We all got the news last year that Dayton is an official Bronze Level Bike Friendly Community. We’ve got the yellow bikes downtown (are there any left?) and the new tri-cabs popping up. There are bike lanes and sharrows through the city and trails that lead all around the Miami Valley. Bikes are gaining prominence in our fair city as the weather turns warmer. So, I needed to know the most bike-friendly routes and where I could park as I prep for my week without a car.
I turned first to the internet. MY GOSH there are so many organizations and people in the region promoting biking. Since this experiment is less about recreation and more about transportation, I first went to the bike/walk map provided by the City of Dayton. Overall it’s a great tool, but when I see that it claims that Wayne Avenue is a bike-friendly road (albeit for experts only), I’m not quite sure that the map represents my reality. I’ll stick to the beginner routes. I’ll also give the City props for a working list of places to park a bike downtown. Andrew Rodney is working on this, and although he’s not 100% satisfied with its level of completion, it’s something to work with.
I also appreciated the bike portal provided by the Miami Valley Regional Planning Commission – great recreational info, but the portal also provided links specifically for the Bike Commuter. And if I ever feel totally alone in the adventure there’s: Courteous Mass, Bicycle Buzz Miami Valley, Dayton Cycling Club, the Outdoor Evangelist, Five Rivers MetroParks, the Miami Valley Cycling Summit, and many, many more organizations and individual bloggers that share their experiences. I’m all info-ed up and ready to go!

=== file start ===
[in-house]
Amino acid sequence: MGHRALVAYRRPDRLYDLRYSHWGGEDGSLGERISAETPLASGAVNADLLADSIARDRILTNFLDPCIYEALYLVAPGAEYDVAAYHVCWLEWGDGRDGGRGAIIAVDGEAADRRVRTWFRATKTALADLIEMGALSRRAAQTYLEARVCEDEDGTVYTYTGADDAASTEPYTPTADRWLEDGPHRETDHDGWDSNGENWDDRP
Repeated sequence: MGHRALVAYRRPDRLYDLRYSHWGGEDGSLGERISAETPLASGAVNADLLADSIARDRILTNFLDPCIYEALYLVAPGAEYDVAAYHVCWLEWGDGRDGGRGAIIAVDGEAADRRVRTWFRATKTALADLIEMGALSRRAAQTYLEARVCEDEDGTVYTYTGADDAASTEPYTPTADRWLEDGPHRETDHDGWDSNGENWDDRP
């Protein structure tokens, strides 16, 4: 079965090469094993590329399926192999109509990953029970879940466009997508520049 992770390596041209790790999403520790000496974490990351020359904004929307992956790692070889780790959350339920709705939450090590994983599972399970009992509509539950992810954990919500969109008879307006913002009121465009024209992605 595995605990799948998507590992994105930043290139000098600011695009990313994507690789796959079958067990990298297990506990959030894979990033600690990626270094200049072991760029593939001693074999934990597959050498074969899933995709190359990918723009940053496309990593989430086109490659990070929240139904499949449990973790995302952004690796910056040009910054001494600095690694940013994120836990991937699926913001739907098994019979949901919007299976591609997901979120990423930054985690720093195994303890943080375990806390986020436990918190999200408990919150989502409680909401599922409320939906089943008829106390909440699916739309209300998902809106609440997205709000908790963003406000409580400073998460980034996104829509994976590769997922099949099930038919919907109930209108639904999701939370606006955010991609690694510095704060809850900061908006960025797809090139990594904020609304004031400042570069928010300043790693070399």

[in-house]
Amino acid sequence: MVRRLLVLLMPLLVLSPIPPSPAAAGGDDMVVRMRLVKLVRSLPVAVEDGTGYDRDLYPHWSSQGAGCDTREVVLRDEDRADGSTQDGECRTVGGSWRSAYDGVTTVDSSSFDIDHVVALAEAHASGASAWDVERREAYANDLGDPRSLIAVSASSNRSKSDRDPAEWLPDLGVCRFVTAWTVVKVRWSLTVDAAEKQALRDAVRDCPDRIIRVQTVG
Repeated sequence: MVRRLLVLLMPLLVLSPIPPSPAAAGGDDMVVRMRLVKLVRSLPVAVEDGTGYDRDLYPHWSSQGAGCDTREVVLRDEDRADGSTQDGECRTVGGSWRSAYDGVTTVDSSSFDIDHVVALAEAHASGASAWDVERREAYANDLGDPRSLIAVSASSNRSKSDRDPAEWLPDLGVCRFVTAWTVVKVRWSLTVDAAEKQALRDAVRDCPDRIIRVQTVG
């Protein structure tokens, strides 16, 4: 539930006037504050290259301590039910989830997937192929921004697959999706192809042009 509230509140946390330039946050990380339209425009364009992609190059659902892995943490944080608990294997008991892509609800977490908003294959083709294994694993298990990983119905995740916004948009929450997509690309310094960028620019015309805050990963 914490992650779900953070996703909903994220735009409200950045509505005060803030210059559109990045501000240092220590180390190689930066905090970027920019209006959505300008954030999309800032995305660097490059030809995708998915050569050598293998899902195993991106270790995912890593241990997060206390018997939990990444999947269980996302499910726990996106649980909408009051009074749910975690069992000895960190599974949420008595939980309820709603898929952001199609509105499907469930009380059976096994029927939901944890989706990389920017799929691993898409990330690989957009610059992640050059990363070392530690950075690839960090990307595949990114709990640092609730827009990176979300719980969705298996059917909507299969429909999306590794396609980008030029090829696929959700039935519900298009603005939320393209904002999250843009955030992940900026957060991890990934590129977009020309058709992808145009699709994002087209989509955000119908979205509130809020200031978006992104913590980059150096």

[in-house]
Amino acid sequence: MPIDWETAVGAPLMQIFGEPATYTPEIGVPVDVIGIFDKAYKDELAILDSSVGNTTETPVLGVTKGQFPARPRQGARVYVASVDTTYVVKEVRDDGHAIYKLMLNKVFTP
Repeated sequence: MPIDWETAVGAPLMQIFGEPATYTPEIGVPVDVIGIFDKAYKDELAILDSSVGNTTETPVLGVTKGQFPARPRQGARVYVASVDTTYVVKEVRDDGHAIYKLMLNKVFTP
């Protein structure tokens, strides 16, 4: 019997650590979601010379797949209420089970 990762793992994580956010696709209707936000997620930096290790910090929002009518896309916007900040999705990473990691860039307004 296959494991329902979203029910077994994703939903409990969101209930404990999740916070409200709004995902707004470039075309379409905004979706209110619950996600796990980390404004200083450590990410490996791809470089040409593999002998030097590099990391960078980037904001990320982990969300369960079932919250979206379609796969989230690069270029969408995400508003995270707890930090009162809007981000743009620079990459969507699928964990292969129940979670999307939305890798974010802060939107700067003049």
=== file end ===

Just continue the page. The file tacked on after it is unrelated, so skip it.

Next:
Except that my bike has been sitting in a cold, wet, and icky garage for the last year. Some years I attempt to clean it up myself, but seeing as I have to actually rely on it and not just take some happy spins around the block, I’m leaving it up to the experts. I hit K&G Bike Shop (they have three around the region) for a “tune-up” and to be sure nothing was going to break.
Good thing I went for the experts. As soon as I got there with my bike, friendly manager John took it from me and pointed out that I already had it set up in a pretty unsafe way. Okay – good lesson. For my seasonal tune up, they cleaned and oiled and realigned and inflated. Pretty much the basics of making sure that it’s not going to fall apart when I hit my first pothole.
While I was there I even picked up a helmet. I can’t tell you how hard that was for me. I grew up in a time when my parents sent my siblings and I out on bikes for the day just to get us out of their hair. We never used helmets! We went all over the city and through construction sites (that we stupidly usurped as our own little BMX park) and through scraped knees and broken arms we still remained helmet-less. But (I guess) I’m older and wiser and now I’m driving down busier streets. This adventure requires a helmet – but at least it’s pretty.
So, I’m now ready to go. Watch out road, here I come!